Blackstone Valley Community Health Care is a federally qualified health center that provides primary medical, dental and behavioral healthcare in Pawtucket and Central Falls, R.I. The providers at BVCHC — currently eight physicians, five dentists, two pharmacists and a myriad of mid-level providers — have always prided themselves on providing high quality, patient-centered care.
The practice took its quest to be a patient-centered medical home a step further when it applied for and earned Level 3 PCMH accreditation from the National Committee for Quality Assurance in 2011, due largely to leveraging data.
Basis for accreditation
BVCHC had a good foundation of patient-centered care before it even began the application process. We were already a medical home; we just didn’t have the recognition,” says Ray Lavoie, the practice’s executive director.
“Process-wise and patient-centered wise, we were in line with the model,” agrees Christine Grey, COO of Blackstone Valley. “Our philosophy was closely aligned with patient-centered medical homes.”
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Beyond having the right philosophy, the practice already had experience with quality reporting. “Federal guidelines require us to report on quality metrics, and they keep adding to them each year, so we were adept at quality reporting,” says Mr. Lavoie.
However, there was one thing BVCHC had to have before applying for accreditation: data. “Before HIT systems, [our quality reporting] was done manually,” Mr. Lavoie explains. “I could not see living the rest of our lives doing quality reporting that way.”
Implementing data systems
So, the practice started to develop their HIT systems in 2006. In 2007, BVCHC went live with NextGen Ambulatory Electronic Health Record. In 2010, the practice installed NextGen’s patient portal, a key tool for enhanced patient engagement and a requirement for PCMHs.
After implementing all of the new systems, Blackstone Valley applied for NCQA PCMH accreditation in 2011 and earned Level 3 status, the highest level available, on its first attempt. “When we implemented the HIT, that allowed us to meet the reporting standards necessary [for accreditation],” explains Ms. Grey.
Using the data
In 2012, BVCHC hired a consulting firm to build a clinical data warehouse in order to better handle quality reporting based on the EHR data. “The quality reporting tools allow us to run the compliance and registry reports that we…would be running…retroactively and gave us the ability to run them prospectively,” says Mr. Lavoie. “We can query the patients [who are] coming in next week and see what services should be provided [to them] during their visit, which will also improve our quality metrics at the same time. It gives us a leg up on taking better care of our chronic-care patients.”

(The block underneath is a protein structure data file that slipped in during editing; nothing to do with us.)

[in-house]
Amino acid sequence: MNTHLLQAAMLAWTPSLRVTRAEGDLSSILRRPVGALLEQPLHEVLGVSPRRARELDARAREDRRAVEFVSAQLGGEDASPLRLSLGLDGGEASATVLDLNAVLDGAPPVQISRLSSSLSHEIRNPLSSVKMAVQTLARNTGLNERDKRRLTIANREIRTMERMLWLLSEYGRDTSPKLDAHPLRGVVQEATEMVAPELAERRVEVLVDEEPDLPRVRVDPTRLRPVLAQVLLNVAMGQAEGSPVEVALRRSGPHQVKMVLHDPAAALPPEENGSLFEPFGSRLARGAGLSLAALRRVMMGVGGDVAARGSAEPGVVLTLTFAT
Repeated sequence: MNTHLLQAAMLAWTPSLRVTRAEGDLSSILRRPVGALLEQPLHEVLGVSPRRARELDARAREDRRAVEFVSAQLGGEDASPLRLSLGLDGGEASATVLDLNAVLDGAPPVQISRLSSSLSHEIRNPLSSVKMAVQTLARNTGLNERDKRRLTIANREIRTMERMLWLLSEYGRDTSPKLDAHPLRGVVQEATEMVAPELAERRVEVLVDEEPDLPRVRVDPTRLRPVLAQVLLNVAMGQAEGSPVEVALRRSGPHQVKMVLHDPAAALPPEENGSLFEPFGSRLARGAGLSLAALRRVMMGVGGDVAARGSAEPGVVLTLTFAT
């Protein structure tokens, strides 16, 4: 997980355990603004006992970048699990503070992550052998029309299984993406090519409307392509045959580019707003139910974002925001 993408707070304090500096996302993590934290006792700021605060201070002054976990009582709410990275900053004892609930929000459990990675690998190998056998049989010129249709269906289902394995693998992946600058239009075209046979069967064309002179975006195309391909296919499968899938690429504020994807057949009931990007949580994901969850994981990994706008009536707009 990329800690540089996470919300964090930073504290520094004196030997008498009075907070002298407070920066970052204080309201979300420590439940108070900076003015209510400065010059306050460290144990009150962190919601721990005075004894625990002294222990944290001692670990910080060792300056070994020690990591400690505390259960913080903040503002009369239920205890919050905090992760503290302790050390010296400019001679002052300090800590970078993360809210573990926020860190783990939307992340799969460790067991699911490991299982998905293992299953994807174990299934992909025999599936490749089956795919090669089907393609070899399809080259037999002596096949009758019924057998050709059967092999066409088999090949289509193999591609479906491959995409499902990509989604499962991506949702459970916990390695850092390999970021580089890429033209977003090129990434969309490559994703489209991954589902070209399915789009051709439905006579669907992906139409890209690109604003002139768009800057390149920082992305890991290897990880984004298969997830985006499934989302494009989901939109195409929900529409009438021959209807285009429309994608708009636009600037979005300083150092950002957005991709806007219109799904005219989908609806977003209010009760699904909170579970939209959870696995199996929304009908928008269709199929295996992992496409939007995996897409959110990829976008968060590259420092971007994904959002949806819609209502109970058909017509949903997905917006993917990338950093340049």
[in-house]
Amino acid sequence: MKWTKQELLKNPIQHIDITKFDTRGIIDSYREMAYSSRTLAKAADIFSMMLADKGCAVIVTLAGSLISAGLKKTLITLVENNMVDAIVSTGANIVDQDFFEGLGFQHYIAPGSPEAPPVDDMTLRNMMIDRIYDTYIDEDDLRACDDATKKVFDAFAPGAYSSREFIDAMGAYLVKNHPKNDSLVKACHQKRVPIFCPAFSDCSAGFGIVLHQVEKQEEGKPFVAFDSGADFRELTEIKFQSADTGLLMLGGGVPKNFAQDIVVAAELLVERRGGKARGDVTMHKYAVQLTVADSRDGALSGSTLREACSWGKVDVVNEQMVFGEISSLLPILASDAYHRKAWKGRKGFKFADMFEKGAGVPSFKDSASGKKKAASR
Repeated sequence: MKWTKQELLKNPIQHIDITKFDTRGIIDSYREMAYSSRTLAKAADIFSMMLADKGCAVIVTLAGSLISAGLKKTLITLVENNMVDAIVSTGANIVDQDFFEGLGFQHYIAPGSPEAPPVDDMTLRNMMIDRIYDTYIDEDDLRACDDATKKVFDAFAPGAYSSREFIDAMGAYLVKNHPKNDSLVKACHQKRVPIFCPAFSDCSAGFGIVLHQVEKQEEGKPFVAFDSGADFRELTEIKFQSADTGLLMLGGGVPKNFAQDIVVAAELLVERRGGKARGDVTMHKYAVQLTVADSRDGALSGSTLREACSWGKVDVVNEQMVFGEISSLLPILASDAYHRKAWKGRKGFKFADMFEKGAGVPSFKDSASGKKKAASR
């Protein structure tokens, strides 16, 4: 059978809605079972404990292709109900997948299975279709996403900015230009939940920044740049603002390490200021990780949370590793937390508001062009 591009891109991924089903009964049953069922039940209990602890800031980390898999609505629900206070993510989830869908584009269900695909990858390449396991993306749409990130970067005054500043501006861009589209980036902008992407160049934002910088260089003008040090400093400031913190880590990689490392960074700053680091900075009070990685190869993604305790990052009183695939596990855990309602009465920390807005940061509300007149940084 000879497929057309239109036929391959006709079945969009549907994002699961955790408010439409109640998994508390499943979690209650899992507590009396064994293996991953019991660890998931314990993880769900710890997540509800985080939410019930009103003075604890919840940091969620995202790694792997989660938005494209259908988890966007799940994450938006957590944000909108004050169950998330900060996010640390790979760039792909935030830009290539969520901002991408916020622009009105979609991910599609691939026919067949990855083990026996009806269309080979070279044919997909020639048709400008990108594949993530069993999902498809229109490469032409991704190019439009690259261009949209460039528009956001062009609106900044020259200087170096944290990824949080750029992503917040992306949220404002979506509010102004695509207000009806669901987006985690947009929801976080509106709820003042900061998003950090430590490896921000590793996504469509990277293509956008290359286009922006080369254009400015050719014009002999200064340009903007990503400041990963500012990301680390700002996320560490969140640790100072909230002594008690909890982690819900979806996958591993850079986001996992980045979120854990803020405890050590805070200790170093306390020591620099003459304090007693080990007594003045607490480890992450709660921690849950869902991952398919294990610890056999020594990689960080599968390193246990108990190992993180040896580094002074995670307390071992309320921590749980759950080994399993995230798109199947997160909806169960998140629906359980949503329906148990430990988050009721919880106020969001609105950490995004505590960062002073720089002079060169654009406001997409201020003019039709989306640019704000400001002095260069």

Even with all of the internal data available from the EHR system, BVCHC took it a step further and worked with its Medicaid managed care payor to add monthly claims feeds to the data warehouse. The claims data is incorporated into daily visit reports available to the providers at the point of care. “I think we’re far ahead of the curve by adding claims data to the mix and incorporating it into the reporting we do,” Mr. Lavoie says.
BVCHC distributes the daily visit reports to the “daily huddles” held with its care teams. “We have a huddle where the needs of the patients are discussed prior to their arrival,” explains Ms. Grey. Care teams at BVCHC consist of two providers, two medical assistants, an administrative medical assistant, a registered nurse and a nurse care manager. The care team makes sure the patients’ needs are met during the visit.
The reports made available through the EHR, patient portal and data warehouse allow BVCHC providers to better manage their patients with chronic conditions and the health of their population in general.
Importance of data
Even though BVCHC has essentially been operating as a PCMH since it opened in 1990, it was still necessary for BVCHC to update and implement its processes and data systems in order to be accredited as a Level 3 PCMH on its first try.
“The selection of robust EHR is crucial,” says Ms. Grey. “And Ray has been willing to invest in HIT. You have to have an administration that is willing to invest in that area.”
Mr. Lavoie also believes that data and HIT are a necessary part of becoming a recognized PCMH. “I don’t think I could stress anything more strongly than having robust HIT for patient-centered medical homes,” he says. ” It is a given that one must be able to report to external agencies and funders on compliance, but most importantly, one must provide the feedback to the staff on performance and feed forward for prospective [patient] visit planning in order to improve the quality of care.”